This image grab made from a video handout released by the Guardia di Finanza on January 19, 2017 shows a wall of snow engulfing the inside of the Hotel Rigopiano, near the village of Farindola, on the eastern lower slopes of the Gran Sasso mountain. Up to 30 people were feared to have died after an Italian mountain Hotel Rigopiano was engulfed by a powerful avalanche in the earthquake-ravaged centre of the country. Italy’s Civil Protection agency confirmed the Hotel Rigopiano had been engulfed by a two-metre (six-feet) high wall of snow and that emergency services were struggling to get ambulances and diggers to the site.
/ AFP PHOTO / Guardia di Finanza press office / Handout /
Several children were among more than 25 people unaccounted for, feared dead, Thursday after an avalanche engulfed a mountain hotel in earthquake-ravaged central Italy.
The national civil protection agency said the Hotel Rigopiano had suffered a direct hit by a two-metre (six-feet) high wall of snow on Wednesday.
Emergency services were struggling to get ambulances and excavation equipment to the remote site with the first snow plough only arriving just before midday.
Italian broadcasters showed images of piles of masonry and rubble inside the hotel, which had been moved some ten metres from its original location by the force of the snow.
Local officials confirmed that one body had been recovered from the ruins and that two guests who were not inside when the avalanche struck had been saved.
Civil protection chief Fabrizio Curcio said there had been around 30 guests and staff at the small ski hotel on the eastern lower slopes of the Gran Sasso mountain when the first of four powerful tremors rattled the region on Wednesday morning.
Francesco Provolo, the head of the Pescara province where the disaster occurred, said there had been around 20 people staying at the hotel, including “several children” along with seven or eight staff.
Specialist mountain police who had reached the hotel on skis or by helicopter overnight had begun trying to move the rubble with spades.
They were quoted as saying there were no signs of life inside the building while one of their commanding officers told reporters: “There are many dead.”
Ambulances were blocked by two metres of snow in the nearest village, Farindola, some nine kilometres (5.5 miles) away, according to the civil protection agency.
Antonio Di Marco, president of Pescara province, said: “What is certain is that the building took a direct hit from the avalanche, to the point that it was moved by 10 metres.”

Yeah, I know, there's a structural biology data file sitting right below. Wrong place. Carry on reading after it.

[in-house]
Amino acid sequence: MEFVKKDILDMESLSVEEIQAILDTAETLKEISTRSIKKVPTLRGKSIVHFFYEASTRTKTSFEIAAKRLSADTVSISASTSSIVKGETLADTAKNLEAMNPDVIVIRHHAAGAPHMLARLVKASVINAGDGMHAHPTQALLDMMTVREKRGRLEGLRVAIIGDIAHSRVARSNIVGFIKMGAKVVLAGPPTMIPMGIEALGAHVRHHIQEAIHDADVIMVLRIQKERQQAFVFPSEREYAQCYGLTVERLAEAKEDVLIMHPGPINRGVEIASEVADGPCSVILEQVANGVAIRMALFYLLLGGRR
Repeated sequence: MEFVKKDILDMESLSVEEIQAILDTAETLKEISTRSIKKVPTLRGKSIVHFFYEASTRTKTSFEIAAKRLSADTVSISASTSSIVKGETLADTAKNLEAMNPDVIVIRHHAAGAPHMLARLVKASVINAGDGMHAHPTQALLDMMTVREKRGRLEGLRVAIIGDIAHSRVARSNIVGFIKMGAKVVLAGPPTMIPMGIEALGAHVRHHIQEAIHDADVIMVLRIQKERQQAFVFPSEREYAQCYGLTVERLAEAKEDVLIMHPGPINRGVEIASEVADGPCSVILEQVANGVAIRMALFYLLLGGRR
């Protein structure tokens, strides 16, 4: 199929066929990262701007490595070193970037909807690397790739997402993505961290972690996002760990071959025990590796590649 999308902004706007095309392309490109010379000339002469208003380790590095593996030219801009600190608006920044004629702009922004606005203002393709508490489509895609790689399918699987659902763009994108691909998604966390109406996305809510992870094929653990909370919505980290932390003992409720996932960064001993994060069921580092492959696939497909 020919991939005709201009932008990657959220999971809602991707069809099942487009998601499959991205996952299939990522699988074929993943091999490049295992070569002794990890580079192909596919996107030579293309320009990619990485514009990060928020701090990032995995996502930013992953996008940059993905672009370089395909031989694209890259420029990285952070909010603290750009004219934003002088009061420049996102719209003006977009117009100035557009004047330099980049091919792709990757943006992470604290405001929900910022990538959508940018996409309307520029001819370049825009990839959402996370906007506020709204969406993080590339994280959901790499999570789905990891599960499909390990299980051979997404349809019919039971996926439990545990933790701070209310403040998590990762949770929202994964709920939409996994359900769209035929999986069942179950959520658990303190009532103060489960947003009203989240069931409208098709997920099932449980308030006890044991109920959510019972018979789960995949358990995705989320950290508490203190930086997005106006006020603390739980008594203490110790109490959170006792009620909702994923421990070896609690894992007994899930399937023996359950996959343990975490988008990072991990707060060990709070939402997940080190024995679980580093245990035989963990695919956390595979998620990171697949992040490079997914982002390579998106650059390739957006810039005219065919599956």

Farindola mayor Ilario Lacchetta described the “huge dimensions” of the snowslide. “It took the whole hotel with it,” he said.
– Hypothermia –
One of the two survivors was helicoptered to a hospital in Pescara suffering from hypothermia but was not in a life-threatening condition.
Rai television reported that one of them had told rescuers that his wife and child were trapped in the hotel.
The region was hit by four seismic shocks measuring above five magnitude in the space of four hours on Wednesday, when at least one person was confirmed to have died.
The hotel is located around 90 kilometres (55 miles) from the epicentre of the quakes at Montereale, a small village south of Amatrice, the town devastated in an August earthquake in which nearly 300 people died.
Avalanche warnings were issued across a region dominated by Gran Sasso, a majestic 2,912 metres (9,554 feet) peak. The area has numerous small ski resorts popular with day-trippers from Rome and urban centres on Italy’s east coast.
The one person confirmed dead Wednesday was a man found buried under the debris of a building in Castel Castagna, a small town to the north of Farindola.
The quake affected an area that straddles the regions of Lazio, Marche and Abruzzo which is home to many remote mountain hamlets.
Although many residents had been evacuated after last year’s quakes, there were fears for families who had decided to stay in their homes and are now cut off.
Guido Castelli, the mayor of the Marche town of Ascoli said his staff were trying to check on around 1,000 people in cut-off hamlets. “It is like Waiting for Godot,” he said.
Some 130,000 homes were without electricity overnight as a result of quake-damage to pylons and other infrastructure.
Schools in the affected region have been closed until next week to allow structural safety checks to be carried out.